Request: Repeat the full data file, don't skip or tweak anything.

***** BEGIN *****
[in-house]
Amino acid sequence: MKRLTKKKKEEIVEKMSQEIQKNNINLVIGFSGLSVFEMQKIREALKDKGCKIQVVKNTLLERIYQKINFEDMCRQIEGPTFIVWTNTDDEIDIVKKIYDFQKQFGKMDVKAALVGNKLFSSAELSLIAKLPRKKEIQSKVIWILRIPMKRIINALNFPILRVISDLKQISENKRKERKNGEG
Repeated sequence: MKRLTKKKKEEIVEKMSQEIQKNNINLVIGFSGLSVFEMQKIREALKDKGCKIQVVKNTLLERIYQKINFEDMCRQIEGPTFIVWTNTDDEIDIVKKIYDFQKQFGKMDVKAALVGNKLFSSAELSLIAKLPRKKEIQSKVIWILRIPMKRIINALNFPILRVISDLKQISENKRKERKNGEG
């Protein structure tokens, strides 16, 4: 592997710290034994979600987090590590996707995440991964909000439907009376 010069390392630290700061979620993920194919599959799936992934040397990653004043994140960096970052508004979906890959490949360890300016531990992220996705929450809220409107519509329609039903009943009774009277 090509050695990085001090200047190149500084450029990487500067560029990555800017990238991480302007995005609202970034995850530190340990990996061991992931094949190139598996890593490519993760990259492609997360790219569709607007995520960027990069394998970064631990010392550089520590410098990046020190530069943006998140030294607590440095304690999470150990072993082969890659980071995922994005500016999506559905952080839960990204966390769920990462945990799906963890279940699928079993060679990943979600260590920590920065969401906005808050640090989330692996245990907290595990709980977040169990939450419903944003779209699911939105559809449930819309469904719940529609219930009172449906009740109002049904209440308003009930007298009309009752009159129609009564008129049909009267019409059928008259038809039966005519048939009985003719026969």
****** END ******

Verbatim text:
[in-house]
Amino acid sequence: MKRLTKKKKEEIVEKMSQEIQKNNINLVIGFSGLSVFEMQKIREALKDKGCKIQVVKNTLLERIYQKINFEDMCRQIEGPTFIVWTNTDDEIDIVKKIYDFQKQFGKMDVKAALVGNKLFSSAELSLIAKLPRKKEIQSKVIWILRIPMKRIINALNFPILRVISDLKQISENKRKERKNGEG
Repeated sequence: MKRLTKKKKEEIVEKMSQEIQKNNINLVIGFSGLSVFEMQKIREALKDKGCKIQVVKNTLLERIYQKINFEDMCRQIEGPTFIVWTNTDDEIDIVKKIYDFQKQFGKMDVKAALVGNKLFSSAELSLIAKLPRKKEIQSKVIWILRIPMKRIINALNFPILRVISDLKQISENKRKERKNGEG
């Protein structure tokens, strides 16, 4: 592997710290034994979600987090590590996707995440991964909000439907009376 010069390392630290700061979620993920194919599959799936992934040397990653004043994140960096970052508004979906890959490949360890300016531990992220996705929450809220409107519509329609039903009943009774009277 090509050695990085001090200047190149500084450029990487500067560029990555800017990238991480302007995005609202970034995850530190340990990996061991992931094949190139598996890593490519993760990259492609997360790219569709607007995520960027990069394998970064631990010392550089520590410098990046020190530069943006998140030294607590440095304690999470150990072993082969890659980071995922994005500016999506559905952080839960990204966390769920990462945990799906963890279940699928079993060679990943979600260590920590920065969401906005808050640090989330692996245990907290595990709980977040169990939450419903944003779209699911939105559809449930819309469904719940529609219930009172449906009740109002049904209440308003009930007298009309009752009159129609009564008129049909009267019409059928008259038809039966005519048939009985003719026969």